## Variational principle

Putting everything together, we now have our expression for the total energy,

 (12)

where is some known function, is the potential energy field created by the nuclei, is the simple electron static interaction among the nuclei,

and (usually equal to two) is the number of electrons in orbital . Note that the expression (12) maps each possible choice of the set of electronic orbitals to a unique value for the energy of the system and thereby gives the total energy as a function of the orbital functions . Such an expression which returns a number as a function of other functions is called a functional and denoted with square brackets as we do in Eq. (12).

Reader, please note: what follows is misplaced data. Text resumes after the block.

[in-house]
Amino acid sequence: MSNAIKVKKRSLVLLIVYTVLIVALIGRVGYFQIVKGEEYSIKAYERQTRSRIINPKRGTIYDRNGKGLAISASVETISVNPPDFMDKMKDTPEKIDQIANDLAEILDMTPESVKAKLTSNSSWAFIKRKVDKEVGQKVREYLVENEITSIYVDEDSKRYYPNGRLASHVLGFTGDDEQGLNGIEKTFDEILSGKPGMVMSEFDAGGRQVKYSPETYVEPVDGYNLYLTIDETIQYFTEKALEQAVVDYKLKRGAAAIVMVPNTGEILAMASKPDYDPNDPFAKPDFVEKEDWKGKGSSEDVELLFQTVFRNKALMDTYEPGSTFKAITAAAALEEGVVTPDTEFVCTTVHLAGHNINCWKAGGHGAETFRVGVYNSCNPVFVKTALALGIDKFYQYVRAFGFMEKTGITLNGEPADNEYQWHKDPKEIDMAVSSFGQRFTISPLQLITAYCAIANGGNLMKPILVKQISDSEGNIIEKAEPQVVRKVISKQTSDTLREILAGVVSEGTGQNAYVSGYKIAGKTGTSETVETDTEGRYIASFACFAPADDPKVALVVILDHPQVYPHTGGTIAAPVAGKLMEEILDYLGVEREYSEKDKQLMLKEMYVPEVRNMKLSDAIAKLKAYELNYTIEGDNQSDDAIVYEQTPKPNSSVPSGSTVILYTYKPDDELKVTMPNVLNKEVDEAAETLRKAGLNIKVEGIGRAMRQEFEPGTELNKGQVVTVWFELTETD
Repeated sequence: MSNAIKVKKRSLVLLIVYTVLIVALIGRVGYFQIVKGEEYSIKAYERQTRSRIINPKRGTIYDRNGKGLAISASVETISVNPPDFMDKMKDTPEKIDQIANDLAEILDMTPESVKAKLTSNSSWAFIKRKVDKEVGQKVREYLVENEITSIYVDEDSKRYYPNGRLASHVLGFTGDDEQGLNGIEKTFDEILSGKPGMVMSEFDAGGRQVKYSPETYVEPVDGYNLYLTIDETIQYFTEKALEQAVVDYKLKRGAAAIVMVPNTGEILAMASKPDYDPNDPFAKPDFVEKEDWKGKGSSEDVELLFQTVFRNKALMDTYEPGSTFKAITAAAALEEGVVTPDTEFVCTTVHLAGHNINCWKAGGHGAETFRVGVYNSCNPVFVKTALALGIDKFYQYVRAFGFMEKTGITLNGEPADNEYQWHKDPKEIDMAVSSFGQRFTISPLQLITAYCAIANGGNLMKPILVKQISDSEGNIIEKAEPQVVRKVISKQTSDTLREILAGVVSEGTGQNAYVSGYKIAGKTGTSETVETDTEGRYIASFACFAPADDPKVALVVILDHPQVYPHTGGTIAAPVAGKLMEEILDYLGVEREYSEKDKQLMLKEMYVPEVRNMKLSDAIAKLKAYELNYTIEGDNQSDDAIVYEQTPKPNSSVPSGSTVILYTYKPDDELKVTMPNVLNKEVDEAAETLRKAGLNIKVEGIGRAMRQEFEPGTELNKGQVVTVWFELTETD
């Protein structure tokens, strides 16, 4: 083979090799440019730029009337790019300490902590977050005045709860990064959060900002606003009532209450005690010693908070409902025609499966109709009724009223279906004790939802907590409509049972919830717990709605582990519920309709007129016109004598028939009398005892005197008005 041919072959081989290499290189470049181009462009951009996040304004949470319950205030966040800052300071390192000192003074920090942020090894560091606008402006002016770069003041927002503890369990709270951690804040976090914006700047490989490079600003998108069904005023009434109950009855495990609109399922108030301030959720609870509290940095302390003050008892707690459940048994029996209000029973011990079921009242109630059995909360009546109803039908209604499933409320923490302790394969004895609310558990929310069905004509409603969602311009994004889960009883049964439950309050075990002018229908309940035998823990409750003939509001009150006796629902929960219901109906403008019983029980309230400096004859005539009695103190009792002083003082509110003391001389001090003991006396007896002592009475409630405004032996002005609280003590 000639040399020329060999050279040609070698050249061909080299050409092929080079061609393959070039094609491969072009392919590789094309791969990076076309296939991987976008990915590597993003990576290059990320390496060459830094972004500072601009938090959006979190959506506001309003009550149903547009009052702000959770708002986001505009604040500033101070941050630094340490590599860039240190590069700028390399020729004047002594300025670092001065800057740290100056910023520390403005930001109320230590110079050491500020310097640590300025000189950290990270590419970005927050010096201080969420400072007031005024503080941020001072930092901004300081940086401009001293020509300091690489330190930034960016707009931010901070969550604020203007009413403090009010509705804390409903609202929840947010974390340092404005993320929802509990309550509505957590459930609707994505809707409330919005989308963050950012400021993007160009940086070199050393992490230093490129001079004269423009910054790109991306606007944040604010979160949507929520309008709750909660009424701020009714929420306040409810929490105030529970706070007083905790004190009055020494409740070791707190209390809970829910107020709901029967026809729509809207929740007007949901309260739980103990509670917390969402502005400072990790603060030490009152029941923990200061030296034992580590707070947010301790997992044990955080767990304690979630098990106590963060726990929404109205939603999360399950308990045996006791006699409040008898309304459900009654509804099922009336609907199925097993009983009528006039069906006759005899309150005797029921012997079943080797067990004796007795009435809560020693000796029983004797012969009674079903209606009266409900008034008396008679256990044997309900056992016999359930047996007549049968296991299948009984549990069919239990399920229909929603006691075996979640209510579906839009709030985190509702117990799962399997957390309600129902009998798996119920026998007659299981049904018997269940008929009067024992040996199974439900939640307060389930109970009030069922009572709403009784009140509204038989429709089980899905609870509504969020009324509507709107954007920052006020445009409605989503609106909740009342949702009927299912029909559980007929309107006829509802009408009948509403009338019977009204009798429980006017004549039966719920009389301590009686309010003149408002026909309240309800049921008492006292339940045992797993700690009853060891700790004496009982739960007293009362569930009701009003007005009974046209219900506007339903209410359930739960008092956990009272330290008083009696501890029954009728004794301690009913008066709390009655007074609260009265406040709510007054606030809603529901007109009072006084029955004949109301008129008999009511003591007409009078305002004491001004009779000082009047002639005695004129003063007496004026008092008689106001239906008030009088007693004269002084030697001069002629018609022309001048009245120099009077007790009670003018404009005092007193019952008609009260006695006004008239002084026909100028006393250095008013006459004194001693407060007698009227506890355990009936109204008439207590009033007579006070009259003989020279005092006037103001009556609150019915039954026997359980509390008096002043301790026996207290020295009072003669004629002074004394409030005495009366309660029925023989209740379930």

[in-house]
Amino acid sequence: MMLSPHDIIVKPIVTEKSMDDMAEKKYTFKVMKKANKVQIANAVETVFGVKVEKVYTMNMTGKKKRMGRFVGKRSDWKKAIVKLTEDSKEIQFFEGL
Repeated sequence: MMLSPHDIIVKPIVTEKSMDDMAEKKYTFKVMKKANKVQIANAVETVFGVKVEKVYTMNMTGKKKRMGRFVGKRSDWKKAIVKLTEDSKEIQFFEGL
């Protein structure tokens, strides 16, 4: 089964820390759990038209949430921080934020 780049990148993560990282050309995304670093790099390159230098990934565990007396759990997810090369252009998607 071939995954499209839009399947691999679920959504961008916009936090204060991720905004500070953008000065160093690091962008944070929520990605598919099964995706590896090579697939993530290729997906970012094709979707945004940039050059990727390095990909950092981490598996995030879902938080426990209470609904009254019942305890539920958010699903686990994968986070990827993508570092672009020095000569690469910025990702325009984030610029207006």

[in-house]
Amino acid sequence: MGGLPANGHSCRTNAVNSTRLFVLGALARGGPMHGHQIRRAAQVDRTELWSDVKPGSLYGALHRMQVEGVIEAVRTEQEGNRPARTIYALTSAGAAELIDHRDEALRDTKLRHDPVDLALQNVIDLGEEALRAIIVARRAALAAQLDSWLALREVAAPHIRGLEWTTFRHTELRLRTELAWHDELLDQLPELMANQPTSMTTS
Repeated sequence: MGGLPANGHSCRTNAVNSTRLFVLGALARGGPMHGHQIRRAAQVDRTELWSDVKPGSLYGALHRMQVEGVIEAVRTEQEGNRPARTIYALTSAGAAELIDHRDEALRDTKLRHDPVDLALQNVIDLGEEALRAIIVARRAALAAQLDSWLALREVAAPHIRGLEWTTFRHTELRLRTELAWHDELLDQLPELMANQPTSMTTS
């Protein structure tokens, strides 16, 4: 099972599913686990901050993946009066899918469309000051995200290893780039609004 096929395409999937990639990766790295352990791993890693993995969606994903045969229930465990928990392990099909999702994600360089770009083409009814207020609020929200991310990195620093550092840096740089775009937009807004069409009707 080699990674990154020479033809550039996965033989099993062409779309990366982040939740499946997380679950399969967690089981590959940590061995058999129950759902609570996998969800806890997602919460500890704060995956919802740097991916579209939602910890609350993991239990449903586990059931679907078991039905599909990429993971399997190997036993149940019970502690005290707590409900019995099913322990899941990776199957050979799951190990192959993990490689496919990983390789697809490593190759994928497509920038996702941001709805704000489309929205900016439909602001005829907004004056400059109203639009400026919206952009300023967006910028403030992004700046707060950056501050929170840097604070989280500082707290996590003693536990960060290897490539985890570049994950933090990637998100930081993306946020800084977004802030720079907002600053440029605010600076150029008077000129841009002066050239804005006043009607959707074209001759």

We now have a functional for the energy in terms of the orbitals, but which orbitals are the right ones to use? The answer is quite sensible: the correct orbitals are those which minimize the total energy in (12) while obeying the orthonormality constraints (6). Combined with this variational principle, Eq. (12) now gives a complete prescription for computing total energies, and thereby all of the properties mentioned in Sec. 2.

Tomas Arias 2004-01-26